- I am at a restaurant in Johannesburg, SA with my African Sister. The (black) waiter comes to bring the bill. He puts it in front of (white) me. But I am the lowly missionary guest of my high profile, (Black) Attorney sister/girlfriend.
- I turn on the TV. There is a show on of fat bellied starving, sick and dying (black) kids with flies on their faces. I know that most of the African Africans, (not African Americans) cringe at the sight, are put off that this is how their Africa is being portrayed.
Africa is a big place. It is not all like that. And why is it usually a nice, clean (white) American who is lending the helping hand? (at least for the camera) What about the local workers on the ground who stay behind and feed, care for the sick and bury or nurse to health those poor dying souls? Where is their photo? Will they ever see the money raised on behalf of those in their care? Will their names ever be published as the ones who did all the work for the aid workers, mission outreaches, etc., to come and “serve” their people? Will they be noticed in time gone by as the true heroes of help?
Probably not. While their own children and families likely suffer at home in near poverty because they are working so hard to help THEIR own people, they rather look the other way as long as some good is coming out of it. “After all,” they think, “we need the help”.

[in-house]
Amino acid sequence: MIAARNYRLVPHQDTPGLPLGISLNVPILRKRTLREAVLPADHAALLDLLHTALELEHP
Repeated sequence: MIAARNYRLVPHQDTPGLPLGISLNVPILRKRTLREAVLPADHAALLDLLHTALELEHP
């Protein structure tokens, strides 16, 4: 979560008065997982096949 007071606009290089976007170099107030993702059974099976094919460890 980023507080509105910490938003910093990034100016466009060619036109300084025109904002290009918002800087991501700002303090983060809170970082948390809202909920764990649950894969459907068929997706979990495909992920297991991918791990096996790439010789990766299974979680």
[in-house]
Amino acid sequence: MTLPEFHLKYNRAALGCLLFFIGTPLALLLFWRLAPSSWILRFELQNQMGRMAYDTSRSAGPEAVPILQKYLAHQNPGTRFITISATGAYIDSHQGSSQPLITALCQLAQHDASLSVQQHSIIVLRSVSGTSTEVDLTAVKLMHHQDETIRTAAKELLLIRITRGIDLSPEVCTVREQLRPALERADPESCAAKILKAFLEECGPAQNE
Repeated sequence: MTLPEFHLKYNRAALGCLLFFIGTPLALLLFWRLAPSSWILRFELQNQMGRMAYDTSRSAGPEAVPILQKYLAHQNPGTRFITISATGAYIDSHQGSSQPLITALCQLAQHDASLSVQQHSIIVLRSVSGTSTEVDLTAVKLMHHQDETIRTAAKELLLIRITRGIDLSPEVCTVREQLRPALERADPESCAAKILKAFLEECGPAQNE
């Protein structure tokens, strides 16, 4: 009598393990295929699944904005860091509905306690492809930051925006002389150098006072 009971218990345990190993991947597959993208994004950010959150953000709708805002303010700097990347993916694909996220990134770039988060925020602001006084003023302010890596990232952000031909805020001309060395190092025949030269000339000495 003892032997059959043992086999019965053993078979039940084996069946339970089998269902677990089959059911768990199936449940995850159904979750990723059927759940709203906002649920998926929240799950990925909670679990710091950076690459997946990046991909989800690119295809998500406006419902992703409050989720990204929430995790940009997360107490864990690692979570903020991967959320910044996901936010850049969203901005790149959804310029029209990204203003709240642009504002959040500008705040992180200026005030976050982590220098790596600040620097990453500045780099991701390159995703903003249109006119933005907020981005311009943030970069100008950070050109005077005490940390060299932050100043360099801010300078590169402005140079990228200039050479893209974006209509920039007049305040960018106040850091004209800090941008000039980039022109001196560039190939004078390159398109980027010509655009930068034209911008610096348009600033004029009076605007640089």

Because then, what would the people who were doing these noble things by coming from their affluent America, say to the donors who financed the trip? “Yes we were really there. We saw it first hand. We came and really did something. The people were so grateful there, so warm and welcoming. We have to bring more people to help. They will die without our help”. It is called the “Savior Syndrome”.
We (white America) sees it this way: “shouldn’t they just be grateful we left our homes, came all this way, sacrificed to be here? After all, they are so blessed to have all this help. They must really love us a lot.”
Hopefully, I have sparked something in you through this. Don’t get me wrong. I am one of those Americans. I have spent over 30 years of my life in Africa working amongst some pretty big needs. But now, I am African on the inside and my eyes have been turned into African eyes. I cringe at my early thinking. I feel ashamed that (my) Africa is so patronized, exploited and pitied. I only wish that America and the rest of the world, could learn even a touch of what makes Africa rich in resources. Yes, there are resources of gold, diamonds, copper and the like. But that is not what makes Africa rich. It is the culture of respect, honor, the value placed on relationships that make her great. America is, in fact, impoverished in these areas. America needs Africa and Africa’s values. I am forever indebted to be able to embrace the true heart of Africa, barely skimming the surface of understanding just how rich I have become through being here.
This post from bytheirstrangeproof.com pretty much sums it up for me: “The ‘white savior complex’ is particularly strong when it comes to white aid in Africa. Often church missions have a concept of the ‘poor starving children of Africa’ and very little understanding of the self-empowerment and independence that can thrive in our absence.”
See this tongue-in-cheek video on common pitfalls of media portrayal. How Not to Write About Africa – Binyavanga Wainaina – narrated by Djimon Hounsou
What feelings has this post stirred up in you? What have been your experiences,-on both sides of the globe, and what can we learn from them?
My 500 Words Day 19